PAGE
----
While British Pakistanis account for three per cent of the births in this country, they are responsible for 33 per cent of the 15,000 to 20,000 children born each year with genetic defects. […]
The problem is most serious in Bradford. A recent survey of 1,100 pregnant women in the city showed that 70 per cent have husbands who are first cousins “” a higher percentage than the average of 50 per cent among Pakistanis across the whole of Britain. […]
Many NHS doctors, while admitting privately there is a crisis, refuse to speak out for fear of being branded “˜racist”.
However, on Muslim websites the issue is discussed more freely. An Asian health worker wrote recently: “˜I went to two special schools in my city. One was for children with physical disabilities; the other with kids who had learning difficulties. […]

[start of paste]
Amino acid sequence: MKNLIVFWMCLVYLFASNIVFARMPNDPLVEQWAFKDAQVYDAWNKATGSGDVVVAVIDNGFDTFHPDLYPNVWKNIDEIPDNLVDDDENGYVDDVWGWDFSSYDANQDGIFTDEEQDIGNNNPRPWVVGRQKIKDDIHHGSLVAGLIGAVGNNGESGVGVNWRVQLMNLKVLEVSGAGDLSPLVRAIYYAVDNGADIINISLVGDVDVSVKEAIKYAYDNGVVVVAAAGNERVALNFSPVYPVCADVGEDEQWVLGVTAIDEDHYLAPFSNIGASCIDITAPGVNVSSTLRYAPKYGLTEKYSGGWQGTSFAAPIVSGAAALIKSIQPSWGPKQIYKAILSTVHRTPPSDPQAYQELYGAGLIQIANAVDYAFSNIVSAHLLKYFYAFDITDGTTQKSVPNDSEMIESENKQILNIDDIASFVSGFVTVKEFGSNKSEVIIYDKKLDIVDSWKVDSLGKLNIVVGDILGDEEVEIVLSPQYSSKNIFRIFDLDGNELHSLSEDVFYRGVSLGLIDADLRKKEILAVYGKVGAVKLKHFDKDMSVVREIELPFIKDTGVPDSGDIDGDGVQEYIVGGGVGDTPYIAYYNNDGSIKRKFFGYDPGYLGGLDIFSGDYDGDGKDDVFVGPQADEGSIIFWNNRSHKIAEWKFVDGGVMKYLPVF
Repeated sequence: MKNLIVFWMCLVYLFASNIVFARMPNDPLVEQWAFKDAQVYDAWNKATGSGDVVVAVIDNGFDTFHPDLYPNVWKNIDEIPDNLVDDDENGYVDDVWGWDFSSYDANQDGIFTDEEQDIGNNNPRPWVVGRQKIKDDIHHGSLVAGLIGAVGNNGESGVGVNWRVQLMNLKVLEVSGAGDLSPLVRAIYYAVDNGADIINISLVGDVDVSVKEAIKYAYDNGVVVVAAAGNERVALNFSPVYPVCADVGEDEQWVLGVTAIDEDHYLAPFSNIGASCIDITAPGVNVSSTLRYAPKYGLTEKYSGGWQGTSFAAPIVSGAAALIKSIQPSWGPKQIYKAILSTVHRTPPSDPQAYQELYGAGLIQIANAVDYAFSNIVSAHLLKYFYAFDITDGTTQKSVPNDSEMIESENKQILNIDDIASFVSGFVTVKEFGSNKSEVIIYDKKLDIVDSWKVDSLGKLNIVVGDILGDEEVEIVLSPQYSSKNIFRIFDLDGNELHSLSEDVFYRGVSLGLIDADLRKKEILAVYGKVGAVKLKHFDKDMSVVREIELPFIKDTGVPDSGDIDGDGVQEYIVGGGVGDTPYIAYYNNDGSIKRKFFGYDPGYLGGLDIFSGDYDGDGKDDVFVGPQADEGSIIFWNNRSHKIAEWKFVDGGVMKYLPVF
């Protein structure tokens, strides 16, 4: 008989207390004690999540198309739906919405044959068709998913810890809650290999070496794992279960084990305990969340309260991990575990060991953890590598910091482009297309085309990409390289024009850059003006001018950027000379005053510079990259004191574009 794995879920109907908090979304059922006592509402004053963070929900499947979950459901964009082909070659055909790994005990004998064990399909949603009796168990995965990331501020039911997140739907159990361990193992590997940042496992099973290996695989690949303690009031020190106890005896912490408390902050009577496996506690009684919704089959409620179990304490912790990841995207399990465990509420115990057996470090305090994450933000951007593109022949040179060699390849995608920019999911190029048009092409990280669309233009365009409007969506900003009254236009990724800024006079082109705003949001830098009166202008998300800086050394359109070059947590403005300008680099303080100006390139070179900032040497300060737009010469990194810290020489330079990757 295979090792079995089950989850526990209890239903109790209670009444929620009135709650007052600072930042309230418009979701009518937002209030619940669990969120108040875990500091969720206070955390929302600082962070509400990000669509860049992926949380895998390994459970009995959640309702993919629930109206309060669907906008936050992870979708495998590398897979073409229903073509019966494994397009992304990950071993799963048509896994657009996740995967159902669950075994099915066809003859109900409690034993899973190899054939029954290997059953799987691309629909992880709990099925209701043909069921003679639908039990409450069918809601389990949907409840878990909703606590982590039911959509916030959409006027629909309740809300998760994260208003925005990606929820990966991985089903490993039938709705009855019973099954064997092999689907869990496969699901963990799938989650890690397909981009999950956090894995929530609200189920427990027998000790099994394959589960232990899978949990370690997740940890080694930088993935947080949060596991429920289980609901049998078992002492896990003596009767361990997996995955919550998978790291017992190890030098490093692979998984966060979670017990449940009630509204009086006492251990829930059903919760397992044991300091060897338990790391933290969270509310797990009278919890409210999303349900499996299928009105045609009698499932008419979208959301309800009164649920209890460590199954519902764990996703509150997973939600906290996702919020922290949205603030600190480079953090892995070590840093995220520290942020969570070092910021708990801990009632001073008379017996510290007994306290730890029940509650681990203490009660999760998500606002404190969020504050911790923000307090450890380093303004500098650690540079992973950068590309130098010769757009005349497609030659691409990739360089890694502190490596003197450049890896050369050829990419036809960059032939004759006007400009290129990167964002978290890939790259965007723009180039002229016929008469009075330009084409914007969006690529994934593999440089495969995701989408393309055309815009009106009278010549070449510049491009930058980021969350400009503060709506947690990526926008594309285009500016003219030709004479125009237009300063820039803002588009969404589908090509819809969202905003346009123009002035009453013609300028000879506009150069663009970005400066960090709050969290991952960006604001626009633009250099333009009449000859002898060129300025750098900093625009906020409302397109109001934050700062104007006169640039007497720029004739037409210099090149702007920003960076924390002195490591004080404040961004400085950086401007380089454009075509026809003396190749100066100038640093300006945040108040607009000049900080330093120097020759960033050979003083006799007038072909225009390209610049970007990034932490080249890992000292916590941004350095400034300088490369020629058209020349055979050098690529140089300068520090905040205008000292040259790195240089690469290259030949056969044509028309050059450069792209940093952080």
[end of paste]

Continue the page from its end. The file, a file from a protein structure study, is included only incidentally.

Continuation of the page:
‘Of the six 16-year-olds at the second school, five were Pakistani and one was a Tamil. All had blood-related ancestry. I rest my case: cousin marriages don’t work.”
So why are cousin marriages so popular?
As one British-Pakistani put it bluntly on a similar website: “˜A main reason why this corrupt practice is still followed in Britain is because the family wants to keep their property, land, jewellery and money in the family.
“˜The lack of education in families, along with a Pakistani village culture, encourages these incestuous marriages. The children are born disabled and it must cost the NHS millions of pounds to treat them. Maybe if the NHS refused to treat the children the families would have second thoughts.”